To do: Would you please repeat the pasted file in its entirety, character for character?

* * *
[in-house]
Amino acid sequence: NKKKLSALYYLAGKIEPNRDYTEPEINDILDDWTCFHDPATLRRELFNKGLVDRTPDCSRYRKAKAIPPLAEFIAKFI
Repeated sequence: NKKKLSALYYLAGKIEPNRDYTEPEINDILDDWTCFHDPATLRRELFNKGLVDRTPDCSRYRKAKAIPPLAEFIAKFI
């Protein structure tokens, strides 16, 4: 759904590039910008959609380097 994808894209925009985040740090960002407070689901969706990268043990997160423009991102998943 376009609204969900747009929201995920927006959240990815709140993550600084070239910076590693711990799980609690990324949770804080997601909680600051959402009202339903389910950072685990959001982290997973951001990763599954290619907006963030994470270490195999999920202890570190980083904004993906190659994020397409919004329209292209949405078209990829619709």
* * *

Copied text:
[in-house]
Amino acid sequence: NKKKLSALYYLAGKIEPNRDYTEPEINDILDDWTCFHDPATLRRELFNKGLVDRTPDCSRYRKAKAIPPLAEFIAKFI
Repeated sequence: NKKKLSALYYLAGKIEPNRDYTEPEINDILDDWTCFHDPATLRRELFNKGLVDRTPDCSRYRKAKAIPPLAEFIAKFI
């Protein structure tokens, strides 16, 4: 759904590039910008959609380097 994808894209925009985040740090960002407070689901969706990268043990997160423009991102998943 376009609204969900747009929201995920927006959240990815709140993550600084070239910076590693711990799980609690990324949770804080997601909680600051959402009202339903389910950072685990959001982290997973951001990763599954290619907006963030994470270490195999999920202890570190980083904004993906190659994020397409919004329209292209949405078209990829619709």